If a Muslim prays in a mosque and nobody sees her, does Allah still hear her prayers?
That question might seem more urgent than rhetorical for a certain Bosnian immigrant after Dr. Arshad Shaikh, the president of the Muslim Association of Greater Rockford (MAGR), told the Rockford Register Star on February 9 that “It would be possible for someone like Jasminka Ramic, the 42-year-old former Rockford woman accused of sending money to terrorist groups, to have worshipped” at the Rockford mosque. However, Shaikh went on to say, “there are no membership records that connect her.”
Shaikh wasn’t president of MAGR in December 2006, but his response to the indictment of Ramic on charges of sending money to a Bosnian Muslim who funneled it to ISIS was reminiscent of the one offered by Shpendim Nadzaku, the imam of the Rockford mosque at the time the FBI arrested 22-year-old Derrick Shareef for attempting to purchase grenades he intended to use on families shopping for Christmas presents at Rockford’s CherryVale Mall. “No one in the community has any clue as to who this person is,” Nadzaku told the Washington Post. Shareef, he said, was “completely anonymous.”
Dr. Shaikh, of course, may be telling the truth about Ramic (and there is no reason to doubt that what he said regarding the existence of membership records is technically accurate). But Imam Nadzaku’s claim was contradicted by the FBI’s confidential informant in the Shareef case. In a series of interviews that Aaron Wolf and I conducted with him in 2007 and 2008 (published in the June 2007, August 2007, February 2008, and June 2008 installments of The Rockford Files), the CI revealed that he had met Shareef at the Rockford mosque, and that others had met him there, too. There was, he assured us, “no way” that Imam Nadzaku could not have known about Shareef’s connection to the mosque.
Unless, of course, he didn’t want to know. Plausible deniability is convenient not only for those who actively collaborate with people who support illegal acts but even more so for those who may be concerned that people with whom they come into contact might support illegal acts that they themselves do not support. The less the leadership of MAGR knows about those who just happen to worship at the mosque, the better. As the current imam, Hamzah Maqbul, told the Register Star regarding those nonexistent membership records, “We don’t try to vet people, judge people. We let them come and hope it affects them for the better.”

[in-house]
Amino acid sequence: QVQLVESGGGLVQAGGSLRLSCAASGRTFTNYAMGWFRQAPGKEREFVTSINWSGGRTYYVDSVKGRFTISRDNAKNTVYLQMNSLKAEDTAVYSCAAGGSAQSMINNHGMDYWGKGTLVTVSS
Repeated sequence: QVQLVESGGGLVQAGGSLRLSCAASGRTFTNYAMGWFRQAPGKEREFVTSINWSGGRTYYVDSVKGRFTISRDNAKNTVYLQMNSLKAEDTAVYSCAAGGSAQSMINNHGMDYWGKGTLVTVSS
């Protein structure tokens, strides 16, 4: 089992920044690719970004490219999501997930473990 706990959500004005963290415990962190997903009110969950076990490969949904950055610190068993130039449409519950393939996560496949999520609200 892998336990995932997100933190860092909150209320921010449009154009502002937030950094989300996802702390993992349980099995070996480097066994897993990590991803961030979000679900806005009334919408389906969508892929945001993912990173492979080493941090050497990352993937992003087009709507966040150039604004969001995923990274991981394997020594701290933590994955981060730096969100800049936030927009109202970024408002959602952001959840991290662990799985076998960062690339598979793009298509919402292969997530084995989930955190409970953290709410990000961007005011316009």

Indeed, Dr. Shaikh regards the diversity of worshipers at the Rockford mosque as one of its strengths. “About 30 percent . . . are from Arab countries,” he told the Register Star, and “Twenty-five to 30 percent are from the Indo-Pakistan subcontinent; others are Albanian, Bosnian, Hispanic, African-American, Turkish and Uzbekistani or are American converts to Islam.” Both Shareef, an African-American, and the confidential informant in his case, an eighth-generation German-American, fall into the latter category. So, says the CI, do at least two young men he knew who, he claims, were recruited by Albanians at the mosque to go fight in Eastern Europe in the late 1990’s. One—a tall, good-looking young man named Mike—went to train in an Al Qaeda camp in Afghanistan before joining the jihad in Kosovo. He never returned to Rockford.
Pakistani worshipers—less on the fringes of the mosque and more a part of the regular crowd—had, the CI claimed, routinely raised funds to send to fundamentalist Islamic organizations fighting the Pakistani jihad in Jammu and Kashmir in the years leading up to September 11. If his claims are true, worshipers at the Rockford mosque have done far more to further the cause of jihad worldwide over the years than Jasminka Ramic, who stands accused of donating a whopping $700 from her Social Security disability checks to play Sally Struthers to an ISIS jihadist.
Over the years, the local media have accepted the claims of MAGR’s leadership that people like Shareef and Ramic are “lone wolves” whose actions have nothing to do with the mosque or the broader Muslim community in Rockford. The Rockford Register Star (Rockford’s daily paper), the Rock River Times (our weekly), and even the Chicago Tribune have all run glowing profiles of the mosque, the associated Iqra School, and MAGR, and printed op-eds by the various imams and MAGR presidents following local, national, and international incidents involving Muslims. In the wake of the Charlie Hebdo massacre, the rise of ISIS, the killing of three Muslims in North Carolina over a dispute involving a parking space, and Ramic’s indictment and subsequent arrest in Germany (where she had fled), Dr. Shaikh’s columns have become a regular feature in the pages of the Register Star. A native-born American, Dr. Shaikh owes his bad grammar to the schools in Brooklyn, New York, and the lack of editors at the Register Star rather than to the inevitable struggles of a nonnative speaker with the complexities of the English language: